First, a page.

Top 10 most imported modules, in-order, are:

  • future
  • os
  • sys
  • logging
  • re
  • datetime
  • json
  • numpy
  • unittest
  • time

And it looks like there is an effort to make PyPi better for users using assistive technologies – Twitter.


#ICYDNCI What was the most popular, most clicked link, in last week’s newsletter? PyCubed: An Open-Source, Radiation-Tested CubeSat Framework Programmable Entirely in Python.

CircuitPython Weekly August 19th, 2019 on YouTube and on diode.zone

PyDev of the Week: Paul Ganssle on Mouse vs Python

PyCon AU – MicroPython recap from Matt

PyCon AU - MicroPython recap from Matt

Matt sent these in last week after the newsletter went out, so here they are in this week’s newsletter. Thank you Matt!

THE Australian event for all things Python, PyCon AU 2019 was a huge success with many diverse and high-quality talks that covered the gamut of Python topics. MicroPython and CircuitPython were very well represented with six talks covering Python on Hardware.

All of the 80+ talks were recorded and published on YouTube – take a look at the PyCon AU 2019 playlist or browse the schedule.

MicroPython Sprints were organised for the Monday and Tuesday and these were well attended with some productive work achieved! Beginners to MicroPython (like Leo) were warmly introduced, Damien guided folks to work on a spate of issues, two variants of a C stub generator (uStubby and MicroPython C Stub Gen) were worked on, the QR Displayer project was released, a CI server was configured to build all (nearly 100!) of the officially supported MicroPython variants and ?? was expressed with a micro:bit! There was also collaboration with the Fomu project and a port of MicroPython was built to run on the RISC-V softcore running on the Fomu FPGA – that lives inside a USB port!

Continue the discussion on the MicroPython Slack workspace!

“Goodbye Print Statements, Hello Debugger!” – Nina Zakharenko. Still debugging your code with print statements? Learn how to level up your ability to troubleshoot complex code situations by using the power of a fully-featured debugger in this talk aimed at all levels of programming ability – YouTube.

“What makes Micro:bits different?” – Jack Reichelt. There’s many different ways to learn to code, and how you start your students’ journey changes what challenges they’ll face.This talk will highlight some of the differences when using micro:bits, and how to overcome the challenges. YouTube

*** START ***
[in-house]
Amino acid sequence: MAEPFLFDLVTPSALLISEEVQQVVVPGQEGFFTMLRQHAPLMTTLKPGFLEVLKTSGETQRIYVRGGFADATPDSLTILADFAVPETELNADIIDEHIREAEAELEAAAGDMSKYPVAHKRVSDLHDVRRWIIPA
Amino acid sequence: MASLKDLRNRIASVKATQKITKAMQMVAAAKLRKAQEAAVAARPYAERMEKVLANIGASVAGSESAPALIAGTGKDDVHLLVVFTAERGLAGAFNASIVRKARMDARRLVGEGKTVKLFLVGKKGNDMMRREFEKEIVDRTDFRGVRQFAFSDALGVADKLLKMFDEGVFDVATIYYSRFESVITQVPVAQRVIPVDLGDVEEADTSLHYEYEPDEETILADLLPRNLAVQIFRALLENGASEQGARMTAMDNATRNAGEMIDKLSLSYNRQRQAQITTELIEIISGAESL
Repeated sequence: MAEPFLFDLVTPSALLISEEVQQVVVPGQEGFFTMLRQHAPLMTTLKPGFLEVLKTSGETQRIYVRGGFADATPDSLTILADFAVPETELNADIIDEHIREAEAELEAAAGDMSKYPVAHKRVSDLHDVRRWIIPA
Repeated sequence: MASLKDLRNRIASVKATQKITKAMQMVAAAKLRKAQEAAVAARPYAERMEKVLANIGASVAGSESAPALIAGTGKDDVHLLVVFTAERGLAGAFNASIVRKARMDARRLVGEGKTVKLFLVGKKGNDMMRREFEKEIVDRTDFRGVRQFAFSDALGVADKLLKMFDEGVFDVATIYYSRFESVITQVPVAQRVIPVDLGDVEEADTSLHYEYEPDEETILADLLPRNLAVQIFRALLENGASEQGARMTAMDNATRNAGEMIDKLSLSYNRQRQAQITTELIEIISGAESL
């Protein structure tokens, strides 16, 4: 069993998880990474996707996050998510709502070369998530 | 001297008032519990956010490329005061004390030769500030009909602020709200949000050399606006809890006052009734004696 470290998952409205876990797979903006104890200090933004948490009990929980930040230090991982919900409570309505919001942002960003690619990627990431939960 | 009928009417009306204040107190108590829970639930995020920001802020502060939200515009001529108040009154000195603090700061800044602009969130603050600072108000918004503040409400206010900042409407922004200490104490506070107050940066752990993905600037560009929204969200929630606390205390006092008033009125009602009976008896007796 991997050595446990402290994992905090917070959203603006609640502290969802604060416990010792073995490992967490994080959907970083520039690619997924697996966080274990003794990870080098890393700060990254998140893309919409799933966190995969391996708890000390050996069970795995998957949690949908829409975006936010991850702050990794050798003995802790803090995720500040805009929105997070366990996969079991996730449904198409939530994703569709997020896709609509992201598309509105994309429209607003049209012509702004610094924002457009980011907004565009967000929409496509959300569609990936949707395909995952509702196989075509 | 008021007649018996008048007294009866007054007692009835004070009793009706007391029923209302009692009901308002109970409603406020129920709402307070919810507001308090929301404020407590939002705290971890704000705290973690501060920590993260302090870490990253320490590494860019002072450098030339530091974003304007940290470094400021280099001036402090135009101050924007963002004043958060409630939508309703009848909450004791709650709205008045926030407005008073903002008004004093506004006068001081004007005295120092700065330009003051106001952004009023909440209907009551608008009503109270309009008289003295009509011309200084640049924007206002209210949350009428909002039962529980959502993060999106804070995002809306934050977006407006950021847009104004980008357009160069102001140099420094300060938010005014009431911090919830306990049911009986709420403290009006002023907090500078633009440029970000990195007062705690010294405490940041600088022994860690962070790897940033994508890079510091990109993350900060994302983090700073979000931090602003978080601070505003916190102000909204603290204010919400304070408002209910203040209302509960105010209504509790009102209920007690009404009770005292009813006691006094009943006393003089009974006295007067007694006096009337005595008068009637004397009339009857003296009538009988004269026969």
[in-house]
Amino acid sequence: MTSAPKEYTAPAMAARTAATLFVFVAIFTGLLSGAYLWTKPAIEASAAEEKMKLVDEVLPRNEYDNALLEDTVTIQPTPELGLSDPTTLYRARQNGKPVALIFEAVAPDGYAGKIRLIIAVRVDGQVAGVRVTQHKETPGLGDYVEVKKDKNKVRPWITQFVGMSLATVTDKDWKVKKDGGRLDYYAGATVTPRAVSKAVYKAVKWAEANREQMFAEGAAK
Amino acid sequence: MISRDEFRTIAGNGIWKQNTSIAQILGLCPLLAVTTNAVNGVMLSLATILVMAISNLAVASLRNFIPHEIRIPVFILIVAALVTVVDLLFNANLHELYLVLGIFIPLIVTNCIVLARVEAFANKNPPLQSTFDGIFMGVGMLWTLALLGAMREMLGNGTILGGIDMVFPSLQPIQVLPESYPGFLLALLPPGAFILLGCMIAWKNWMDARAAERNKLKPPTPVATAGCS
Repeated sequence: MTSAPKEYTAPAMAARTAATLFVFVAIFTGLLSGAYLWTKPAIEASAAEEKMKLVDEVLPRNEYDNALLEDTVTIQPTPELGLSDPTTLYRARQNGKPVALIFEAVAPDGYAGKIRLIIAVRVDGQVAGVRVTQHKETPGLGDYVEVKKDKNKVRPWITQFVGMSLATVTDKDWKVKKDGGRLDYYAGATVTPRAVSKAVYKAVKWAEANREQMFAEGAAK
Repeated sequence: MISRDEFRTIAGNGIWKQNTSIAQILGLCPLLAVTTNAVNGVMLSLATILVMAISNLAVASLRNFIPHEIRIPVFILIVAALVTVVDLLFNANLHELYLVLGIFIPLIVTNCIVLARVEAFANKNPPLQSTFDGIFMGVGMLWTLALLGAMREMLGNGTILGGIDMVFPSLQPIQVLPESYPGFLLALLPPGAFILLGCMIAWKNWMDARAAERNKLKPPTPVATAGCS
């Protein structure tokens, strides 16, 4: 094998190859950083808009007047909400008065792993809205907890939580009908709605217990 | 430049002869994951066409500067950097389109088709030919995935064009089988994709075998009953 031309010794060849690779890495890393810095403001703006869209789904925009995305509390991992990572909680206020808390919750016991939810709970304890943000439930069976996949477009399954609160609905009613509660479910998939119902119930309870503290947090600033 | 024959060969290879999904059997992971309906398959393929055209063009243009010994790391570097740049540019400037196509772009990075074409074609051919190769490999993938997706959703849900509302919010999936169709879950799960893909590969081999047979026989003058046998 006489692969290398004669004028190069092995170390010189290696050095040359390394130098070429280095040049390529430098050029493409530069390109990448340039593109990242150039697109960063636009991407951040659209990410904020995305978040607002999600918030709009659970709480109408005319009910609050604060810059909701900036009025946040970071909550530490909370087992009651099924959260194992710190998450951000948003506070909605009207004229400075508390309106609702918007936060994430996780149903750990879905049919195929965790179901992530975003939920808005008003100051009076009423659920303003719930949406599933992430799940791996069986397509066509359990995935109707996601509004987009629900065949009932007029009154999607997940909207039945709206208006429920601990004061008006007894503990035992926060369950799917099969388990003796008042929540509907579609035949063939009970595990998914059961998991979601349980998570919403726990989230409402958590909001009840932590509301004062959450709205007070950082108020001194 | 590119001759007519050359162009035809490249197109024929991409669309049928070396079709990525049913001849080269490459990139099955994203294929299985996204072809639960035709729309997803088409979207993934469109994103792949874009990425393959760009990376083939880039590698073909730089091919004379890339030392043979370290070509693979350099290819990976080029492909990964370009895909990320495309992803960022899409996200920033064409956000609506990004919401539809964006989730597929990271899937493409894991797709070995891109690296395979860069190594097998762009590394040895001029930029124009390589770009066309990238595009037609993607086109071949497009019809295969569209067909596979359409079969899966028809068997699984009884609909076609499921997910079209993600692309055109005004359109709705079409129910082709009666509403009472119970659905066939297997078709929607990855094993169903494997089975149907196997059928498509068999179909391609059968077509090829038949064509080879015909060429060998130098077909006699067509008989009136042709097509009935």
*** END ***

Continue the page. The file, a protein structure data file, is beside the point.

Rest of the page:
“Using comedy as an excuse to play with Python-programmed microcontrollers” – Anthony I. Joseph and Debbie Zukerman. Early-career comedians often have difficulties adding electronic props to their acts, due to the high cost of materials and fabrication skills required. This talk will recreate several props used in comedic performances, showing the code and components used. YouTube

“Profiling Pathogens with (Micro)Python” – Andrew Leech. We’re building professional medical diagnostics equipment with MicroPython. This has come with minimal challenges, many positives and a few surprises! YouTube

“It’s dark and my lights aren’t working (an asyncio success story)” – Jim Mussared. I have invested huge amounts of time in achieving a simple goal – making the lighting in my home “smart”. It’s not groundbreaking, nor is it practical or cost effective, but it sure was educational, uses a bunch of Python, and the result makes me (and my family) happy. YouTube

“Extending MicroPython: Using C for good!” – Matt Trentini. MicroPython is a fantastic environment for embedded development. But it is an interpreted language; what happens when you hit performance limitations? Or want to use a new feature of your microcontroller? We’ll look at how MicroPython can be extended to add features and improve performance. YouTube

“Micropython Gotchas” – Michal Galka. We all somehow get the feeling that MicroPython is not quite the Python we know. During the talk, I’ll show what the “not quite” actually means. I’ll present a set of different issues I stumbled upon when working with different MicroPython powered boards ranging from memory constraints to API calls. YouTube

Learning to Program in Python with CodeGrades

Learning To Program In Python With CodeGrades: Episode 224 – Python Podcast.

“With the increasing role of software in our world there has been an accompanying focus on teaching people to program. There are numerous approaches that have been attempted to achieve this goal with varying levels of success. Nicholas Tollervey has begun a new effort that blends the approach adopted by musicians and martial artists that uses a series of grades to provide recognition for the achievements of students. In this episode he explains how he has structured the study groups, syllabus, and evaluations to help learners build projects based on their interests and guide their own education while incorporating useful skills that are necessary for a career in software. If you are interested in learning to program, teach others, or act as a mentor then give this a listen and then get in touch with Nicholas to help make this endeavor a success.”

What is Mu?

Why Mu? Mu tries to make it as easy as possible to get started with programming but aims to help you graduate to “real” development tools soon after. Everything in Mu is the “real thing” but presented in as simple and obvious way possible. It’s like the toddling stage in learning to walk: you’re finding your feet and once you’re confident, you should move on and explore! Put simply, Mu aims to foster autonomy. Try out Mu today! – codewith.mu

Coming Soon




A super-big, and super-small PyPortal coming soon!